Cloaked In Expectation
by Jake Block
A woman who has known me for thirty years recently remarked to me that “blue was my favorite color.” It’s not. Her reasoning was that my kitchen is done in white, with blue accents, and that my office is a shade of blue, and I have worn some blue shirts when I am with her. I explained to her that, a) my wife chose the colors for the kitchen, b) My office is “Prussian Gray”… it says so on the can. The only reason that it turned out to be a shade of blue is that apparently Prussians were color blind. And c), I wear different colors of shirts. I have burgundy, blue, black, and gray, but no white, yellow, pink or green. I almost always wear black pants, or on occasion, gray. So then, what is my favorite color selection? Actually my favorite colors would be red, black and silver.
Blue, though… “meh.” I was required to wear blue for 20 years of my life, in the military, with an occasional choice of a sickly “olive drab” fatigue uniform on days I might be in the field or doing dirty work on my home base. The morning after I retired from the military, I remember lying in bed, watching the news on TV and chuckling to myself, because for the first time in twenty years, I had a choice of what to wear on a day I would normally be on my way to the base. I glanced over at my closet and saw that my choices were few, because I had always had more uniforms than civilian clothes. Within two hours of being returned to civilian life, I had taken all of my uniforms and packed them away for storage. I would have donated them to the base “Airman’s Closet,” but, having “unique identifiers,” I was required to serve five years on “Inactive Reserve,” during which time I could need to return to military service in case of a national emergency. This almost happened on September 11, 2001, when a Terrorist Attack felled the twin towers in New York. Within a week, I received a letter from the Department of Defense, basically telling me that I might be needed… “Don’t leave town.”
When I travel, these days, I can often end up in places where those I meet are into “the occult.” Certainly I’ll have meetings or dinners with Satanists, if there are any that I know in an area I might be traveling through on one of my photo excursions. I am never surprised when we get together for dinner and conversation if they show up wearing black on black, or jeans and a death metal T-shirt or a “satanic” T-shirt. It sometimes makes me chuckle, because here we are, ostensibly the ultimate non-conformists, and they’re sporting the uniform of tens of thousands of other non conformists. I might be wearing a black or gray three piece suit with a cobalt blue or burgundy shirt and one of 250 neckties… not a solid color or regimental stripe amongst them.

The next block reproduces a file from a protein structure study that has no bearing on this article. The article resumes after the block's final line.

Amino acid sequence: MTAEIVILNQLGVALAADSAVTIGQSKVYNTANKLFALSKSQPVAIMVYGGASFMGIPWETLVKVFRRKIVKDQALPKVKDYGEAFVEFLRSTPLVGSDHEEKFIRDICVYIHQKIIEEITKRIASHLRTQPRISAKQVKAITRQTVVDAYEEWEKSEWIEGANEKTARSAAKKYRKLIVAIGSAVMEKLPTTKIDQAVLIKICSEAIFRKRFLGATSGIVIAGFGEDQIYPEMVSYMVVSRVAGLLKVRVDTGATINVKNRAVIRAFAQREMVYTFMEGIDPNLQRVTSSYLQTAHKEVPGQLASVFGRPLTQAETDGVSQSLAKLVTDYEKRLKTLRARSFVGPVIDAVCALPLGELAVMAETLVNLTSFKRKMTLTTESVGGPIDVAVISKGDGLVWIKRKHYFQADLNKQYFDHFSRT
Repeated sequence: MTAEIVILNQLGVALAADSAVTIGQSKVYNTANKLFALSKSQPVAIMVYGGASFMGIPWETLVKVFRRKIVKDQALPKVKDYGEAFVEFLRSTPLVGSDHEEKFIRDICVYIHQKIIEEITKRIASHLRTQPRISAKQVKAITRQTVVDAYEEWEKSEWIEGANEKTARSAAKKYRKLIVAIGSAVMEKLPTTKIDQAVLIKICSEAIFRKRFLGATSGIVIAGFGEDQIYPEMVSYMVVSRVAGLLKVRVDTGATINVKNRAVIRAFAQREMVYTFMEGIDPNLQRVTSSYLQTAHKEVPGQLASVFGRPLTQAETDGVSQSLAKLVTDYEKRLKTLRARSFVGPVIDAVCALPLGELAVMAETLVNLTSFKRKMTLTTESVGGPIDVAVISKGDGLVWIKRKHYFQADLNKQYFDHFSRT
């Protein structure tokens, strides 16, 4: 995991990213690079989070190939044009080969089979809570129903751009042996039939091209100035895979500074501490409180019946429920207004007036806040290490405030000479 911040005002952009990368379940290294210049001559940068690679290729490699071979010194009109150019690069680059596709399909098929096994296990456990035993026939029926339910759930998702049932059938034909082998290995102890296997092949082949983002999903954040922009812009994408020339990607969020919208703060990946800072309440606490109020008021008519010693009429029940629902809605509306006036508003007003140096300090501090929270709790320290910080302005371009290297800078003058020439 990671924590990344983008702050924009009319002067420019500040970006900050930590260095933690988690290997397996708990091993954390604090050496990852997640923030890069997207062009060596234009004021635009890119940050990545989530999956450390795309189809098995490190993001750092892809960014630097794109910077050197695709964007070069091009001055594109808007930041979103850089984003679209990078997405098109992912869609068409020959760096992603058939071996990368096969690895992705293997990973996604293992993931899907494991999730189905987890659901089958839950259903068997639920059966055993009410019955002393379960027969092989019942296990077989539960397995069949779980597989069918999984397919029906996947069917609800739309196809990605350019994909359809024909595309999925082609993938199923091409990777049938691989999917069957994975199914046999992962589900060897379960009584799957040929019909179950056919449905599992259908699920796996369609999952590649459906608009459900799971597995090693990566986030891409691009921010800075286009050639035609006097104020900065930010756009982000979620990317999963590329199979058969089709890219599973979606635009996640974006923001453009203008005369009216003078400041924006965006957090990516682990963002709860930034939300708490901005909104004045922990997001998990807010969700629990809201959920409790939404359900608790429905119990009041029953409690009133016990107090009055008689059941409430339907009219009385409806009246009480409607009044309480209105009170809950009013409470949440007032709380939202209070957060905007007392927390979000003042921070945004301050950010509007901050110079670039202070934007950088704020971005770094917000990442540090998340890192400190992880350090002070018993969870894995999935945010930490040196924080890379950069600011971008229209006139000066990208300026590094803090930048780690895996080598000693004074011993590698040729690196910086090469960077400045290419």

My guests might be wearing jewelry with a metaphysical or occult theme. Satanic rings, LaVey’s power sigil rip offs, Baphomets, etc. I opt for subtlety, and normally wear either a small lapel pin of the Sect of the Horned God, or if with other Sect members, possibly my Sect of the Horned God pendant. If I wear a Baphomet, it’s my original, simple one from my earliest days in the Church of Satan, but it will be neatly tucked under my shirt, next to my heart where it belongs. If not these pieces, I might opt for one of my own pieces, a simple pentagram lapel pin in a complementary color. My black fedora will sport a simple trapezoidal stone with a modest pentagram attachment. And there I will be, when others strut their “satanic sartorial splendor,” looking in contrast, about as flashy as an Amish farmer at a New York soirée. Still, it gets my point across.
Am I embarrassed to wear “Satanic chic?” Do I think it’s beneath me in any way? Not at all. The plain and simple reason that I don’t wear the kit is that it’s expected of me that I should. I would never give the public the show that they expect a Satanist to give them. I’m not an entertainer. I am a Satanist and I am a non conforming non-conformist, and that means that I do not conform to presupposed uniformity, in a meaningless display of support for a caste of people who might ascribe to the same philosophy as I. My Satanism goes deeper than mere performance art. I have nothing to prove to anyone, even myself, and I would hope that my body of work over the past 50 years of promoting Satanism, as I know it, speaks for itself. I’m a Satanist, and while my comrades are loud and proud in their choice of clothing, and that’s great… it’s their choice to conform or not, as is their right… my choice of clothing “never lets them see me coming.” There’s always a question in its subtlety. I’m not what the public expects, visually.